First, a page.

Academic journal article Afterimage

From Climate Crisis to Climate Movement: A Conversation with Robert Van Waarden

Academic journal article Afterimage

From Climate Crisis to Climate Movement: A Conversation with Robert Van Waarden

Article excerpt


On September 3, 2014, in the lead-up to the People's Climate March of September 21, the Concordia University Student Union, the Students' Society of McGill University, Divest Concordia, and Divest McGill hosted the People's Climate Tour in Montreal, which was organized by and featured a lecture by Bill McKibben, author and co-founder of the international environmental organization, as well as by Ellen Gabriel, a human rights activist from Kanehsata:ke. Also present on the tour was Robert van Waarden, a young Montreal-based photographer, whose recent project, Along the Pipeline (2014), documents the stories of people who live along the 4,600 km path of the proposed Energy East pipeline, which, if realized, would transport more than one million barrels of diluted bitumen from Alberta's tar sands to Saint John, New Brunswick, where it would be refined and exported. (1) Van Waarden is a professional photographer whose work focuses on climate change as well as the social movements involved in climate change projects. He has photographed four United Nations summits on climate change, wind energy across the globe, coal plants in Tennessee, villages in the Arctic, and protests in Southeast Asia. For Along the Pipeline, he photographed and interviewed more than eighty individuals whose lives could be directly impacted by this pipeline project. With funding assistance from an Indiegogo initiative as well as Greenpeace, the Council of Canadians, and Environmental Defence, he interviewed city mayors, native elders and chiefs, fishermen, ranchers, and people from various walks of life to uncover the ways that people are making sense of yet another environmentally damaging proposal. I interviewed van Waarden at his home in Montreal on September 8, 2014, to discuss this project and the growing climate change movement.

MARC JAMES LEGER: Tell me about your new project, Along the Pipeline.

ROBERT VAN WAARDEN: The proposals for the Energy East pipeline hit the airwaves sometime around April of 2013. I found out about it while I was living in Europe--yet another pipeline. When I came back, I realized that this was something I could work on from a photographic and journalistic perspective. I knew some people who were interested in working on the pipeline issue already, so I approached them first. A few of those organizations put in some funding for the project. I then got a 4 x 5" film camera--a camera made in the 1970s for black-and-white film, with bellows. The travel time was about two months on the road. I started in New Brunswick, since I was already in eastern Canada. I spent ten days in New Brunswick and then came back to Montreal for a few weeks to figure things out. I then drove all the way to Alberta and worked my way back along the line. We put about seventeen thousand kilometers on the car, so there was a lot of driving. We interviewed about eighty people- mostly individuals--but there was one group, in Quebec. The idea was to find people from different walks of life to get a better idea of what's going on, whether that meant politicians, farmers, ranchers, fishermen, First Nations groups, or activists and supporters.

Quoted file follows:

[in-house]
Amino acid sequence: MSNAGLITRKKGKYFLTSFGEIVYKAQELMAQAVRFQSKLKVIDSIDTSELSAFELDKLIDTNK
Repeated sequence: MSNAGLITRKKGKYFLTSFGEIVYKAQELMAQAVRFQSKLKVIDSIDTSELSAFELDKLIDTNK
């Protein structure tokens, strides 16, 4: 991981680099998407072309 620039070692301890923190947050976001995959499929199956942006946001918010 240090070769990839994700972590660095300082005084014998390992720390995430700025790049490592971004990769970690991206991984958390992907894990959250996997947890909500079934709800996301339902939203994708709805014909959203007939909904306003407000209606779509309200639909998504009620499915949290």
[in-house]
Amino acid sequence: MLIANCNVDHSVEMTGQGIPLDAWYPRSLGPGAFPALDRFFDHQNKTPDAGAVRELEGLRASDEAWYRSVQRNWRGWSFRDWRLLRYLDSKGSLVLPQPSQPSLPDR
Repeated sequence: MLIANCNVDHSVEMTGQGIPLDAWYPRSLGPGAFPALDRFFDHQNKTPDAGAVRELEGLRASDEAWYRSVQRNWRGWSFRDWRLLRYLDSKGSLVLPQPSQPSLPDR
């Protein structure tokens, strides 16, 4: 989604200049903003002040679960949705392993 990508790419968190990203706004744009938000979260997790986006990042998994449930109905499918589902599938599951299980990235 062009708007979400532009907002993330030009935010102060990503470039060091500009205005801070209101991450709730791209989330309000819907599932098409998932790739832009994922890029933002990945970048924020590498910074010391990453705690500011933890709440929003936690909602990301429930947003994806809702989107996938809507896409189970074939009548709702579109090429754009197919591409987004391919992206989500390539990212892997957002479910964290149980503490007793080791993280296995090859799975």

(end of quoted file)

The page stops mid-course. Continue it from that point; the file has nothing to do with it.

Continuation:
MJL: Do you think that all of these stories put together create a coherent picture? Do you think that collectively we have a solution to the tar sands aspect of the crisis of global warming? How do you see individual will connecting with scientific knowledge and with political will?

RVW: My decision to photograph individuals comes from my previous work as a photographer and understanding how imagery is often used in the environmental or climate-related context. What you often see is landscape imagery or natural world imagery with polar bears or tigers. These are emblems that are used to raise awareness. What's often missing, at least from a communication perspective, is the fact that people relate to other people and their stories. In that sense, I thought that a focus on the stories of people along the pipeline would help the audience pay closer attention. …

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